BAP087 Texas Blizzard Reflections

I recorded this episode at the end of a historic winter storm in Texas.  This week, we faced record-low temperatures for several days and our state’s electric grid operator lost power supply control. Other power sources failed as well and soon, almost everyone I knew in Texas was without water.  Many were without heat or water and living through multiple days of freezing temperatures.

You can listen to the show right here:

Listen to “BAP087 Texas Blizzard Reflections” on Spreaker.

Our family was fortunate.  We went without water for several days but this was nothing compared to what others have suffered through this crisis.  Family and friends are dealing with ruptured water pipes inside their homes.  People were scrounging for firewood and some resorted to burning their furniture.  Stores were closed or out of food.  A nursing home in our area had to evacuate 500 residents when they had no power or water.  Roads were too dangerous to make attempts to leave.

Despite the threat of CoVid, we took in different friends and their pets.  We felt fortunate to be able to offer shelter but everyone in our full house felt helpless and distraught as each day brought news of more winter storm-related deaths in our area.

Want to help Texas winter storm victims? Here are things you can do. 

In this episode, I reflect on the fact that my situation was a minor inconvenience compared to the hardship of others.  My thoughts turned not only to the Texans living through this nightmare but also to the students that I have served over the years.

As I thought about the refugee families in our area, I remembered how they weathered another tragedy we faced in Houston a few years ago.  That storm, Hurricane Harvey, also caught the attention of people around the world. This blogpost offers my reflections from that experience.  That post offers a perspective on teaching refugees and immigrants after such a terrible event.

Thank you again to Rola Tibshirani (@Rolat) & Dora DeBora (@DoDeBoer1) for guiding your students to reach out to us.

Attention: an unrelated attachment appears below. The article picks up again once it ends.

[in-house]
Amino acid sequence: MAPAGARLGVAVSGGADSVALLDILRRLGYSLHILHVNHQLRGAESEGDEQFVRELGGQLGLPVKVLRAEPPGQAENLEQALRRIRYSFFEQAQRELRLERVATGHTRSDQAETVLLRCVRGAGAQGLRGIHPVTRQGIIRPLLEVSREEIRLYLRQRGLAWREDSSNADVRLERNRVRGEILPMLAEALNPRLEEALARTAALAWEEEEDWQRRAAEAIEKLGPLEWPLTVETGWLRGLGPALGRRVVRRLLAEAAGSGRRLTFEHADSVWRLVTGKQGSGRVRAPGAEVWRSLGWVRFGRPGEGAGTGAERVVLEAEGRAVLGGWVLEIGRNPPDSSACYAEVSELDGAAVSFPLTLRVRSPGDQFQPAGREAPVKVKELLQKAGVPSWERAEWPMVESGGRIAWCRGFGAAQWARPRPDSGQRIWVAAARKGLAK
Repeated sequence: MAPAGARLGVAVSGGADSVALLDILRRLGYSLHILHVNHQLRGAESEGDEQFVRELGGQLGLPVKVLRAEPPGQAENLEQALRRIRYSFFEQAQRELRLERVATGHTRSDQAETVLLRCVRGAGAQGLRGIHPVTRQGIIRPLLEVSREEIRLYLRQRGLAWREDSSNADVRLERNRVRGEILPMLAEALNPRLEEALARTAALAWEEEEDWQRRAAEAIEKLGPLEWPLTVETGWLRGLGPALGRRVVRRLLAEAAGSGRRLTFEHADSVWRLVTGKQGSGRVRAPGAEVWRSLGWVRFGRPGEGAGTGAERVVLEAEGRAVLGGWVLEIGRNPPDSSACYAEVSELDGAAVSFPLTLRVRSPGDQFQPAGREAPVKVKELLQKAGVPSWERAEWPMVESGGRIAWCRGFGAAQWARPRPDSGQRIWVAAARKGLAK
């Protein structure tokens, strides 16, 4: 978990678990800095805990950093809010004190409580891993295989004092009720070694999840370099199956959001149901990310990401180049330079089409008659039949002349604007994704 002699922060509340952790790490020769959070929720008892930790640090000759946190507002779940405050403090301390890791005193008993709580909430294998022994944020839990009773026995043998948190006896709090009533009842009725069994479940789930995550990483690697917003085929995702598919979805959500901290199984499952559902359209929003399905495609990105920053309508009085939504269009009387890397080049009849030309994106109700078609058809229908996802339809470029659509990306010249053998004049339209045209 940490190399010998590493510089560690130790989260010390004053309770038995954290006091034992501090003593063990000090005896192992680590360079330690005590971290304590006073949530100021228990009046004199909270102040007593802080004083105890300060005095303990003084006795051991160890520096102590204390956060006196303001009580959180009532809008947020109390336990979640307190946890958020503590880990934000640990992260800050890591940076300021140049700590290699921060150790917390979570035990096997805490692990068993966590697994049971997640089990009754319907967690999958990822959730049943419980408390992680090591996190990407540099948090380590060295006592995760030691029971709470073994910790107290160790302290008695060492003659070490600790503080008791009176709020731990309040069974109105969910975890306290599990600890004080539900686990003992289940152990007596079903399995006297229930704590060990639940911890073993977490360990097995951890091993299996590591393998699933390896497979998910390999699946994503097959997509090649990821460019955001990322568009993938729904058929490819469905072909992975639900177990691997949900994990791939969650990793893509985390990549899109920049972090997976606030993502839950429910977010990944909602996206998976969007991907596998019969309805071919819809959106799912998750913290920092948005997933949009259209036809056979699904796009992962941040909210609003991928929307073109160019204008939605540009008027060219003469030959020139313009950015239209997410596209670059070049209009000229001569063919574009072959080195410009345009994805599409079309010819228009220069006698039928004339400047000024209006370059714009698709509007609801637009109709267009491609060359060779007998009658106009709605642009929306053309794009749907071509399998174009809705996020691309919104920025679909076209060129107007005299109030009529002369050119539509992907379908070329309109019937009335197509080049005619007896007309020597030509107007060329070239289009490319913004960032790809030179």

Similar questions come up as we face this new disaster.  As educators, many of us wonder how we are supposed to support our students during a time like this.

How are we supposed to get through this blizzard?

How are we supposed to get through this pandemic?

How are we supposed to get through this horrific school year?

You’ll hear me talk about:

  • Resilience
  • Perseverance
  • Community  & Collaboration

At one point, I posted on Facebook that we were melting snow for water. A refugee family in our area, who have seen unimaginable hardships, reached out to offer to bring us water.   We refused this kind offer, but it goes to the heart of community.   A few years ago so many refugees came to our area and we did not know how to help them.  Now they are helping us.

As an educator, I lift you up because I know your job is incredibly difficult.

I honor your efforts and I ask that you challenge yourself to look forward.  When you are not sure how to help a student with low levels of English or literacy due to lack of opportunity, remember that they are not dealing with a disability.  Focus on making SLIFE feel safe and included.  Make them comfortable so that their assets begin to be revealed.

I feel strongly that cooperative learning is our best bet to build confidence, relationships, and competence.  I have been quoting Cohan, Honigsfeld & Dove (2020) in recent workshops along with Vygotsky and other authorities on the power of teaming up and being social.